Information about change in population sizes from one year to another, migratory patterns of behaviour, localised movements and possible home ranges can help managers to consider what is needed in the size of protected areas and can also help to identify alternative forms of protective management.

3. Community Involvement and Education

Community involvement, education and support are a key part of any recovery plan for the Grey Nurse Shark. The bad image of the sharks in the past has been a major reason why they are now in decline. Better understanding that Grey Nurse Sharks are not a threat to humans is critical and programs run by public aquariums that promote awareness of the Grey Nurse Shark, its behaviours, and threats to the survival of this species play an important part in helping the community understand why habitat protection for sharks is urgently needed.

There is still however a need to increase public awareness about the Grey Nurse Shark, particularly for recreational fishers. There is some evidence that young Grey Nurse Shark are killed by recreational fishers not being aware of what they have actually caught and it is important that they learn to recognise young Grey Nurse Shark so they can be released.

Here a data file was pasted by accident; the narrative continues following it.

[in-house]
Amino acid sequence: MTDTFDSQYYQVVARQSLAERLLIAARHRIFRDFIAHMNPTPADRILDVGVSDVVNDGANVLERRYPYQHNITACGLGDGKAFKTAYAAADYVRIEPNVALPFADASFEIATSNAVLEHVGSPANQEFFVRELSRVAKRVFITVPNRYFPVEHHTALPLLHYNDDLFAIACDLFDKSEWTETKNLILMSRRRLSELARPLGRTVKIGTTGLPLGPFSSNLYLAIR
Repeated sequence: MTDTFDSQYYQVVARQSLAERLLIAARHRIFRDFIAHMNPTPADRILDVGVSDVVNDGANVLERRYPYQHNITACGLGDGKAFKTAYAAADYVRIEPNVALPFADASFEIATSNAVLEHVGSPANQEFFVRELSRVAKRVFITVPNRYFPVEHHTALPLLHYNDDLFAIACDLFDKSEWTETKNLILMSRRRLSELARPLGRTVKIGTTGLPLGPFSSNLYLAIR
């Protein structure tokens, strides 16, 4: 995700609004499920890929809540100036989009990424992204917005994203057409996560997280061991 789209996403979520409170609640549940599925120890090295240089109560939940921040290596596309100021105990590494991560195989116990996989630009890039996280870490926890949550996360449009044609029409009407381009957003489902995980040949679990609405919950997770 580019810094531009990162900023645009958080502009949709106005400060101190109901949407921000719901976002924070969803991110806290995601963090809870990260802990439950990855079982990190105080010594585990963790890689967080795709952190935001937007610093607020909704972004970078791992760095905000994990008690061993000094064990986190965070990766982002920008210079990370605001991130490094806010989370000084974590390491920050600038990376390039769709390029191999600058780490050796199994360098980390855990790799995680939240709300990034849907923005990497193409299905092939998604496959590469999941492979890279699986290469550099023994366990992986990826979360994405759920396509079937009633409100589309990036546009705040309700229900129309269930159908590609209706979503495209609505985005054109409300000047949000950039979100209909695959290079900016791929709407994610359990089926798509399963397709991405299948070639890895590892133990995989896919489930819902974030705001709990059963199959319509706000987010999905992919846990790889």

Rodney Fox during a pre-Seaweek 2005 visit to a school

It is also necessary to educate the wider public about the plight of the Grey Nurse Shark and in particular, its population status, current threats and the actions required to ensure the recovery and long term conservation of the species. Those who value these important animals as a part of Australia’s unique marine environment need to make sure that their friends and families hear about these sharks and the need to protect the habitats they depend on.

Community involvement in monitoring programs has helped to provide good information to better understand the risks faced by this species in recovery. The continued involvement of the dive community is essential for the long-term monitoring of Grey Nurse Shark populations, particularly on the east coast. The involvement of the dive community will become more important with the initiation of a tagging program for Grey Nurse Sharks. The scuba diving community can provide substantial input to the tagging program by providing information on subsequent sightings.

To help people visiting the Grey Nurse Shark in their own environment a Diver Code of Conduct for scuba diving with Grey Nurse Sharks has been developed which will help to reduce stress to the sharks when they are visited by groups of divers. Some of the recommendations in the code of conduct include:

• Do not feed or touch Grey Nurse Sharks
• Do not block entrances to caves or gutters
• Dive groups not to consist of more than 10 divers.

next ...

Search site

A Bad Reputation ....... But Not Deserved!
Slow to Breed
Threats to the Grey Nurse Shark
A Sixth Sense!
Baby cannibals!
Where can you see them?
What can we do to protect the Grey Nurse Shark from becoming extinct?
Going Further: Grey Nurse Shark Exploration activities
For Further Information
   Contact Web Manager © MESA 1999 - 2009
  BriTer Solutions   SpiderByte Web Design Top